Irish Lamb Ciste

Gache melee

Guernsey Gâche Melée

Gache melee

I know most people go to book group as an excuse to drink wine and possibly read Fifty Shades of Grey, but the one I go to has ended up being much more highbrow than that (we’ve never read Fifty Shades and I had spare bottles of wine after the last one.) It’s introduced me to books and people I didn’t know and taught me a lot along the way. It was constructed from a group of us on Twitter who had all read The Guernsey Literary and Potato Peel Pie Society and had not entirely positive feelings about it.

On the suggestion of the Guernsey native in the group, we went for something much more authentic and less whimsical and read The Book of Ebenezer Le Page instead. We ate Guernsey’s national dish of bean jar (a recipe I shamelessly appropriated for Slow Cooked) and put the world to rights. Sadly we haven’t found much other literature from the Channel Islands to read since then, but I thought it would be fun to hark back to Guernsey’s charms for this week’s get together and try making gâche melée for dessert.

Almost like a cake made with suet instead of butter, gâche melée is filled with apple and differs from the similarly named gâche which is more like a tea bread like barmbrack or bara brith. Gâche melée is an excellent vehicle for Guernsey’s famous cream and allows non Guernésiais speakers to try and get the pronunciation right as they eat. It should be as close to gosh mel-aah as you can get (which isn’t very in my Belfast accent.) Or you can just keep your mouth too full with its loveliness to say much. Read more

Cooked tongue and cheek pudding

Tongue ‘n’ cheek: a hot, steamy, sticky pudding

Tongue and cheek steamed pudding

Regular readers have no doubt picked up on our growing love affair with offal. Over the last three years we’ve embraced cooking and eating the more esoteric, wobbly and less-eaten parts of various animals… mostly successfully. In part this has been driven by our curiosity; in part interest in rediscovering traditional dishes (thanks to championing chefs like Fergus Henderson and Robert Owen Brown), and in part because it’s a cheap and healthy foodstuff. Oh, and we’ve laid a few demons to rest in the process too…

When we were young, our mum used to serve us tongue sandwiches, and I loved them. Despite being a reasonably smart kid, I never made the connection between the name ‘tongue’ and the actual muscle inside an animal’s head; I just assumed it was another odd quirk of the English language. My illusions were shattered when I walked into the kitchen one day to find mum making pressed tongue: setting a boiled ox tongue in jelly, then pressing a plate down with an old-fashioned iron. Suddenly I put two and two together and realised why the slices were round, and curled. Although I was fascinated by the size, texture and feel of the ox tongue, I was also pretty creeped out. Both familiar and alien, one glimpse of the tongue was enough to change my attitude to it as a foodstuff. No longer was it a welcome morsel to find in my packed lunch, now it was a giant freaky cow tongue. I didn’t eat tongue again for over twenty years.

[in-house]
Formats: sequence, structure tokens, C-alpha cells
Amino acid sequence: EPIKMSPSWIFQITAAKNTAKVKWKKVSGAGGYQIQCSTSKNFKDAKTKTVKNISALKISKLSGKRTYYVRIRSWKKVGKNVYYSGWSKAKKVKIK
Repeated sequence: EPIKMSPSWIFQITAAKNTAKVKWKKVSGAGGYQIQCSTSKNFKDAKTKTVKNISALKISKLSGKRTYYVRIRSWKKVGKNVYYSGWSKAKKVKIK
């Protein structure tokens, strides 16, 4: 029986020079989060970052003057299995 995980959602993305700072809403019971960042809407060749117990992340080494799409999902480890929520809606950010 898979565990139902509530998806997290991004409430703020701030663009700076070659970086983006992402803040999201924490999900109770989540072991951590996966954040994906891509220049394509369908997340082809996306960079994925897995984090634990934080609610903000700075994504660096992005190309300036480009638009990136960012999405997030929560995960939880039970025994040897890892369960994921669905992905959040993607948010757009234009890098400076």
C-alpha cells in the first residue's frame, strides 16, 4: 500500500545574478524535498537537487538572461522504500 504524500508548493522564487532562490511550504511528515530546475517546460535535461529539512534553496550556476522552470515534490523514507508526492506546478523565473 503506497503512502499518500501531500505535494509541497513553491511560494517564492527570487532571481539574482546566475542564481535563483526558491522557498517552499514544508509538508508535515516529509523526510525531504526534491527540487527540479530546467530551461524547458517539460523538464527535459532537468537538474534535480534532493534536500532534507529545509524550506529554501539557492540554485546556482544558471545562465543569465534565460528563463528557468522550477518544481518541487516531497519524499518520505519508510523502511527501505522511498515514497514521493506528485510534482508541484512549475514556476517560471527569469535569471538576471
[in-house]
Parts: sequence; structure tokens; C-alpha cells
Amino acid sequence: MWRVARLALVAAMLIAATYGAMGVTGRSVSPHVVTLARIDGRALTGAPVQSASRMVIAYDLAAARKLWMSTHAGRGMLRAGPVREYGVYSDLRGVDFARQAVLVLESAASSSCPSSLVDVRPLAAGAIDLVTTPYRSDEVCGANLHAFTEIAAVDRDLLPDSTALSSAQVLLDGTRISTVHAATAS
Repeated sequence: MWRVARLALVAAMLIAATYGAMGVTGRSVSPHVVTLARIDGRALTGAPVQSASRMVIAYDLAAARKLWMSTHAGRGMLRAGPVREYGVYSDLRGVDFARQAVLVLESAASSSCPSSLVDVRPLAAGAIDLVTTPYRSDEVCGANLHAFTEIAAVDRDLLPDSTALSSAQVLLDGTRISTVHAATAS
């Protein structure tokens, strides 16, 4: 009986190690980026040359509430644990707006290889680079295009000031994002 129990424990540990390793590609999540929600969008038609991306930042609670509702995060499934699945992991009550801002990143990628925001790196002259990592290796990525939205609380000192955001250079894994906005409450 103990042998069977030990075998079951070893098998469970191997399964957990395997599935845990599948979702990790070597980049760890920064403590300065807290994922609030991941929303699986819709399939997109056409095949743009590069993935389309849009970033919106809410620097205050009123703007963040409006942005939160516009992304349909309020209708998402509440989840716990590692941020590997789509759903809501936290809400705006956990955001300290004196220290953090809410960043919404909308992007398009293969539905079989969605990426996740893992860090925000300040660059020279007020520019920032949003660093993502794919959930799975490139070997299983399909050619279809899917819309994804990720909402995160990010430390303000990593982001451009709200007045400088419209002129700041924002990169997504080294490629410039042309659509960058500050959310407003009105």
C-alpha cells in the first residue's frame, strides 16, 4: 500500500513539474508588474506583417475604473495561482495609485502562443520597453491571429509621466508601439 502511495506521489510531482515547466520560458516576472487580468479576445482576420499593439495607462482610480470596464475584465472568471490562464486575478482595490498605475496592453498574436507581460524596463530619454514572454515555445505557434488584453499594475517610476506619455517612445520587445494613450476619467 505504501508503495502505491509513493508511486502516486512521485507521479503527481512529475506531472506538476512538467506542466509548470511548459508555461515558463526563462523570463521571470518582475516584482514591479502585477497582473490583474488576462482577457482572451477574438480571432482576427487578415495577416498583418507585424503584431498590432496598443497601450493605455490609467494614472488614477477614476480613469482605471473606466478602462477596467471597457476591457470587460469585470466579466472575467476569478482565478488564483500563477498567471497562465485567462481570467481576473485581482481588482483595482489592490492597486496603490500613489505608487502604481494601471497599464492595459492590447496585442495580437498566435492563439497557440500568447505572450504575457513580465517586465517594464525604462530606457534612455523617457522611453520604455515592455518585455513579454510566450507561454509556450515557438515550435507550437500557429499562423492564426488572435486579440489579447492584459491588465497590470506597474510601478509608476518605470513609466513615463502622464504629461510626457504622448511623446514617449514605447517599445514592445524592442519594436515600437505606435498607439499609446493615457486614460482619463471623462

Read more

Steak and Kidney Pudding

I love suet. I know it’s as unfashionable as lard these days, but I love the stuff. A fluffy suet dumpling on top of a rich stew is such a winter treat that I will bear a lot of cold grey days just to have the excuse to embrace this most British of dishes. I also love the rich stickiness of Christmas dishes filled with fruit and suet and welcome sweet suet dishes that are a stunning vehicle for custard. But despite this love, I have never made a proper steamed suet pudding before. The sticky soft texture that is so dinky as dumplings, scares me in larger quantities. I have visions of sheer stodge, something you could kill someone with if handled incorrectly. Add in the traditional filling of kidneys and I feel a moment of blind panic. So it makes perfect sense that I offered to cook one for several friends on Friday night… Read more